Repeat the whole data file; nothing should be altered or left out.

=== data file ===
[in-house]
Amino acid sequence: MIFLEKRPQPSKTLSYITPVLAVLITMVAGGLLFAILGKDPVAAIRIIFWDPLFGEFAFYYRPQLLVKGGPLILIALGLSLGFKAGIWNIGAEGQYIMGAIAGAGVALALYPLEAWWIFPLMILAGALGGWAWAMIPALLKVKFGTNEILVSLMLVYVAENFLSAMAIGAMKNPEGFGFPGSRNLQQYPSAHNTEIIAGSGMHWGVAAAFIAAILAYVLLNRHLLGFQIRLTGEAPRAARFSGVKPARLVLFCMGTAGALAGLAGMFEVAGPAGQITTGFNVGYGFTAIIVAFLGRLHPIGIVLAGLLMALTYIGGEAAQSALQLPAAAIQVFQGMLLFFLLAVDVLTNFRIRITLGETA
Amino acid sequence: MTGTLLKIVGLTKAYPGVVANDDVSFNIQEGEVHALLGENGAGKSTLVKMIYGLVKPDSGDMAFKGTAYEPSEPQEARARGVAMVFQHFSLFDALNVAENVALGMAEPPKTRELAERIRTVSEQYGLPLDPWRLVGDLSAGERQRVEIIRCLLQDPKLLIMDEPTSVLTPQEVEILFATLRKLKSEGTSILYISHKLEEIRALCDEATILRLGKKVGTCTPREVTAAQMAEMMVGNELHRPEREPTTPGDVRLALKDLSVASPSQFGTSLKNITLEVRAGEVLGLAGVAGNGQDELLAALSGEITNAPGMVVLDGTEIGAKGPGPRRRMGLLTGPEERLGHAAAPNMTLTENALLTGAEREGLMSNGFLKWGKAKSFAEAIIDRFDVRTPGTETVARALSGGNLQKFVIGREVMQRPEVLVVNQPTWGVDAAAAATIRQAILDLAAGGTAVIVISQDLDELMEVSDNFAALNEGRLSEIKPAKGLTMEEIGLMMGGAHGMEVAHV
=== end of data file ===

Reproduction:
[in-house]
Amino acid sequence: MIFLEKRPQPSKTLSYITPVLAVLITMVAGGLLFAILGKDPVAAIRIIFWDPLFGEFAFYYRPQLLVKGGPLILIALGLSLGFKAGIWNIGAEGQYIMGAIAGAGVALALYPLEAWWIFPLMILAGALGGWAWAMIPALLKVKFGTNEILVSLMLVYVAENFLSAMAIGAMKNPEGFGFPGSRNLQQYPSAHNTEIIAGSGMHWGVAAAFIAAILAYVLLNRHLLGFQIRLTGEAPRAARFSGVKPARLVLFCMGTAGALAGLAGMFEVAGPAGQITTGFNVGYGFTAIIVAFLGRLHPIGIVLAGLLMALTYIGGEAAQSALQLPAAAIQVFQGMLLFFLLAVDVLTNFRIRITLGETA
Amino acid sequence: MTGTLLKIVGLTKAYPGVVANDDVSFNIQEGEVHALLGENGAGKSTLVKMIYGLVKPDSGDMAFKGTAYEPSEPQEARARGVAMVFQHFSLFDALNVAENVALGMAEPPKTRELAERIRTVSEQYGLPLDPWRLVGDLSAGERQRVEIIRCLLQDPKLLIMDEPTSVLTPQEVEILFATLRKLKSEGTSILYISHKLEEIRALCDEATILRLGKKVGTCTPREVTAAQMAEMMVGNELHRPEREPTTPGDVRLALKDLSVASPSQFGTSLKNITLEVRAGEVLGLAGVAGNGQDELLAALSGEITNAPGMVVLDGTEIGAKGPGPRRRMGLLTGPEERLGHAAAPNMTLTENALLTGAEREGLMSNGFLKWGKAKSFAEAIIDRFDVRTPGTETVARALSGGNLQKFVIGREVMQRPEVLVVNQPTWGVDAAAAATIRQAILDLAAGGTAVIVISQDLDELMEVSDNFAALNEGRLSEIKPAKGLTMEEIGLMMGGAHGMEVAHV